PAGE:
Know Thy Characters


(ed’s note: this is the second in a 12-part series offering coaching to aspiring writers)

If you want to write a book, you must know thy characters.

Know Thy Characters.

It’s an invisible writing rule that must not be broken or the Writing Fairy will come and cast a bad spell on you.

You must know your characters down to the teeniest, tiniest detail. You must be them. You must think for them.  If you don’t know your characters, your readers won’t either, and you will have a literary ship wreck on your hands.

So let’s chat about what you need to know about your character, and how to get there without losing your sanity or slugging down too much tequila.

First, the basics. What does your main character look like? Try sketching him or her in your journal if her face doesn’t materialize in front of your eyes. Or, cut out photos from a magazine and put them together. Maybe the main/minor character is you. So, picture yourself – on your best day, or your worst. Take note of her age, weight, how she walks in high heels, and how she talks.

Name her. First and last. Should the name mean something personal to you? Eh. Maybe. Use Grandma’s first name. But maybe not. Do not give her the first and last name of someone you love or hate. Don’t. Especially if you hate someone. If you write about that person, with their real name, especially if she is a hideous, scary, axe wielding corporate witch, expect an expensive lawsuit to come rolling down the pike at you.

Figure out what she does for work, if she likes her job, or if she is getting ready to quit. Why does she want to quit? Maybe she knows she’s going to be fired. Why is she going to be fired?  Maybe it’s a stepping stone job. Maybe she’s making a bunch of money at one of those high end, exhausting law firms filled with vultures, and will put all of the money she’s saved into a lavender farm in the country and start a new life.

What job your character has is important as our jobs say a truckload about us.

Also, where does she live? A tiny, cheap apartment? A cottage at the coast? A dull home in suburbia? Who does she live with and why?

Know Thy Character’s Family.

You need to figure out your character’s family and what her childhood was like. Our childhoods effect us well into adulthood in a multitude of ways. Were both her parents around? Did one abandon the family? Did one have an addiction? Too strict, too flighty? No one really knows you unless they know the nitty gritty about your childhood, right?  So don’t leave your character’s childhood out unless you want a gaping hole in your story and in your character’s personality and development.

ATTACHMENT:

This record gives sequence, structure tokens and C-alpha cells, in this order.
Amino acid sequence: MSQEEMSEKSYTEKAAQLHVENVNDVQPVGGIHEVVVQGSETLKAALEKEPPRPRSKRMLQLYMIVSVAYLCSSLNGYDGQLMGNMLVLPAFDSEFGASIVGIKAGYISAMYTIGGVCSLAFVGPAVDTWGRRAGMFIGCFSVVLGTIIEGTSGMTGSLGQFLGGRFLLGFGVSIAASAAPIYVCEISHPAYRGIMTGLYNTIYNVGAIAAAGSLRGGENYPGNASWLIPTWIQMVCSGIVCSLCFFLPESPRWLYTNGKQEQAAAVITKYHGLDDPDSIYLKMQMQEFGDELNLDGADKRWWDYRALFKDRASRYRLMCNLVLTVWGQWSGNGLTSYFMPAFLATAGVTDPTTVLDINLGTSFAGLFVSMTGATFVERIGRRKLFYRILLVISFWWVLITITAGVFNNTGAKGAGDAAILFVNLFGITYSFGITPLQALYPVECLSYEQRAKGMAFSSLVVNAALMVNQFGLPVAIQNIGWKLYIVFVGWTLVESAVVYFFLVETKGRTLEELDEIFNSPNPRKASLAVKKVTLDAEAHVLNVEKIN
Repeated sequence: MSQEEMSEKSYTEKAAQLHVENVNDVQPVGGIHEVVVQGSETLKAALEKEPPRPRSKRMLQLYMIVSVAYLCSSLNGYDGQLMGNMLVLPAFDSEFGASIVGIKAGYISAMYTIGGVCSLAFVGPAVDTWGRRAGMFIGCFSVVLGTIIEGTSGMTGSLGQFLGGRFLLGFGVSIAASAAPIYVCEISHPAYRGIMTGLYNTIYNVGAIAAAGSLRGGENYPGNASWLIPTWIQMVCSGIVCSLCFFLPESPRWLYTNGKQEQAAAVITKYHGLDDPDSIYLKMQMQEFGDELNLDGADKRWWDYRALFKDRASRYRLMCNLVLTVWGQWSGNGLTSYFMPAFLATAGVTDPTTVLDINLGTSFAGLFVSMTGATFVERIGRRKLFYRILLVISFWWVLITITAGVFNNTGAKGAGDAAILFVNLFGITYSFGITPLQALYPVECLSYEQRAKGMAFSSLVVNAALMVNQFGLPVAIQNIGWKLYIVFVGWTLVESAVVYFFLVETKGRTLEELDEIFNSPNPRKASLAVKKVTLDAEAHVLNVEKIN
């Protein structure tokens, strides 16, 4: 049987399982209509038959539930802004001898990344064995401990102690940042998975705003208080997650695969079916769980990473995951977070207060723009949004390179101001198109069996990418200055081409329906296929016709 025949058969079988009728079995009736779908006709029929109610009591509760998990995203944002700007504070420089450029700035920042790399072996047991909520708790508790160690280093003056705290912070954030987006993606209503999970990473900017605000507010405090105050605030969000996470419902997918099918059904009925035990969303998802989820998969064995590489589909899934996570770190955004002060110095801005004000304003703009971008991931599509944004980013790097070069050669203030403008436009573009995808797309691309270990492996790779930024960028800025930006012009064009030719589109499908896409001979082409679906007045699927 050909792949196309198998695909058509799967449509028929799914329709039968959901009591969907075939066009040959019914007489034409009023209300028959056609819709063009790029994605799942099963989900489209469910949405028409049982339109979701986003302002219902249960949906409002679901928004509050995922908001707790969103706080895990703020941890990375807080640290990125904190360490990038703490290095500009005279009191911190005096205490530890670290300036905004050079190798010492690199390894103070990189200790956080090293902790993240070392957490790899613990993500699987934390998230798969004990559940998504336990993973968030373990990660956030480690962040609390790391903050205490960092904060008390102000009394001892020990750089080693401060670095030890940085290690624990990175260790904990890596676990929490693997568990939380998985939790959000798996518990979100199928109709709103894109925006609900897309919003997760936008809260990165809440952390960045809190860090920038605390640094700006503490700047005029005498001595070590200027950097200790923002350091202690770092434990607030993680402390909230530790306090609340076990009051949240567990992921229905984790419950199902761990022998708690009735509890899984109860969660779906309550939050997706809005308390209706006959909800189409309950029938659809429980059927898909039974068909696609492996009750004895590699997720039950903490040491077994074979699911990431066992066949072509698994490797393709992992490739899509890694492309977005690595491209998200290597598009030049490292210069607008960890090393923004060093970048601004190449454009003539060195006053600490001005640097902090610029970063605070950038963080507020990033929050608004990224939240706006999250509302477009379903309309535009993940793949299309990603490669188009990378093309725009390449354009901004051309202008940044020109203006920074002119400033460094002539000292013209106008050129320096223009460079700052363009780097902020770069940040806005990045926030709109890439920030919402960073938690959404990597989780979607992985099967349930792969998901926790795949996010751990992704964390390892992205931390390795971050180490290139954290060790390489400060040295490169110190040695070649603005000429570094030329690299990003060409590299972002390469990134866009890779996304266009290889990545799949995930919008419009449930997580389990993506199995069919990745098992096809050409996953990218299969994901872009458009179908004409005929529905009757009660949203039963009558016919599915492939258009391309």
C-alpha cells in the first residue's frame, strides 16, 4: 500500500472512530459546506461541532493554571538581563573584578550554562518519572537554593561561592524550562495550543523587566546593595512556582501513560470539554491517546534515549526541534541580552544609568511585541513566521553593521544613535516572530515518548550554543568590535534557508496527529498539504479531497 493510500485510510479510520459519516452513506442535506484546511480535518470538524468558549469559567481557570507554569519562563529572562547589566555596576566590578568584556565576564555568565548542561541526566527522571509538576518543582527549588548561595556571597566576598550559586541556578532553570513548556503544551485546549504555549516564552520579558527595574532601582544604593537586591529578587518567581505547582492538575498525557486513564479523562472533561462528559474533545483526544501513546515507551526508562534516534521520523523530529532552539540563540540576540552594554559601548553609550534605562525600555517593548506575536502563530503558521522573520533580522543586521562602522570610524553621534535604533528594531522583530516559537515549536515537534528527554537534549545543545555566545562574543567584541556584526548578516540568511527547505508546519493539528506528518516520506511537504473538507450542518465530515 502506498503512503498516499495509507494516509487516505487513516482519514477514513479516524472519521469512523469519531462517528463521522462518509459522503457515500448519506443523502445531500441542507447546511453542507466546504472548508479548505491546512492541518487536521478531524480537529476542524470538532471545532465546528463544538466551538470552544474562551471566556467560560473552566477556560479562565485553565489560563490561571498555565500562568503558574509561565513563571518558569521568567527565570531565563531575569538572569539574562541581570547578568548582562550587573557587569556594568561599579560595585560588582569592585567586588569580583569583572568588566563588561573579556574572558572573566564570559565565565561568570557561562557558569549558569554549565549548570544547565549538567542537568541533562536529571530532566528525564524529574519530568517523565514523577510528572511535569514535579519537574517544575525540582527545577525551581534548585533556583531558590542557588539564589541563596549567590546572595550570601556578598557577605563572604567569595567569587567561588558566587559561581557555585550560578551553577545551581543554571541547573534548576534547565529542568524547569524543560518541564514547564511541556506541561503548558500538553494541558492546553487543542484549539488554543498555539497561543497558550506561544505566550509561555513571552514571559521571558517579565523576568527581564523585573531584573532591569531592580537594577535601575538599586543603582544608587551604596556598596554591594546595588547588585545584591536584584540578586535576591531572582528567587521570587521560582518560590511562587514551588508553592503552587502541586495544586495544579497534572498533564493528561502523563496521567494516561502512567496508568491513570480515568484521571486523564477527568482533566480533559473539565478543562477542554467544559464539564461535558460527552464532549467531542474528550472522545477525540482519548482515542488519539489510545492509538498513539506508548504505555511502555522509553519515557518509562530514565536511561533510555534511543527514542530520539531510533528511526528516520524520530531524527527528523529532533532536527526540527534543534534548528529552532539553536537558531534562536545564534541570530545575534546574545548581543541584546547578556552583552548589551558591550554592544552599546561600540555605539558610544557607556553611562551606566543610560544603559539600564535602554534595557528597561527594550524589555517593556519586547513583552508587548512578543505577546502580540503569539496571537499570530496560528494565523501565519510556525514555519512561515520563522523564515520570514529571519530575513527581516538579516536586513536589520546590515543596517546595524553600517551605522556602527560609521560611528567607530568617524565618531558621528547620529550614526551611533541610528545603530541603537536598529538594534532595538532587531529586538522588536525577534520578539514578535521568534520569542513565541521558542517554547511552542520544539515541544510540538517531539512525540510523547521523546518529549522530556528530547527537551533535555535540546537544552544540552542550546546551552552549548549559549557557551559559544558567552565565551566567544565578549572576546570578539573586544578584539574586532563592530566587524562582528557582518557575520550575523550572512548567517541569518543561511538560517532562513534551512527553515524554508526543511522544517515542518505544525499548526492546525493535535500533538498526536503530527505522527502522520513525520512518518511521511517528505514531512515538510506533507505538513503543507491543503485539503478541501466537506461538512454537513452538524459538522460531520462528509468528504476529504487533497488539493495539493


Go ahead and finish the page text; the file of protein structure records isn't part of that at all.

In my book What I Remember Most, my character, Grenadine Scotch Wild, lives happily with her wandering, hippie parents until she’s six. Then they disappear. She can hardly remember anything about that dark night in the woods except hearing them yell, “Run, Grenadine, run.” She runs and she’s later found wandering down a highway by a trucker. She goes into the foster care system.  That loss, and what she can’t remember, shapes the rest of her life.

What about friends? Does your character have any? Are they healthy relationships or not? Does she have a best friend, or was there a falling out? Is she lonely, a loner who must drink coffee ALONE? Are their trust issues that started long ago or does she generally love being by herself because she doesn’t like people?

What are her internal issues? Low self esteem? A wild streak or impulsiveness? Is she scared, repressed, or angry? Is she reeling from a break up or a death? Is she lost emotionally? Does she suffer from depression or anxiety or agoraphobia or commitment? WHY? Why does she have the problems she does?

I’ve given my main characters all sorts of problems. Isabelle Bommarito in Henry’s Sisters, is on the edge emotionally, which is why she sits naked on her patio in the middle of downtown Portland on a rainy day and then burns her bra and her thong.

Another character, Stevie Barrett in Such A Pretty Face, weighed well over three hundred pounds before bariatric surgery. She ate her grief away. At the end of the book, she is done eating her grief. Your character must have emotional issues to solve or work on.

On the flip side, what’s humorous/original/admirable about her? Is she super smart? Does she finish the NY Times crossword puzzle? Maybe she is constantly volunteering in the Big Sister program. Does she sing like a drunk angel or dance like crazy on tables or create animals out of paper or paint fantastical paintings? Is she a peacemaker or crazy fun and gets arrested now and then? Does she like taking photos of flowers? What makes her special?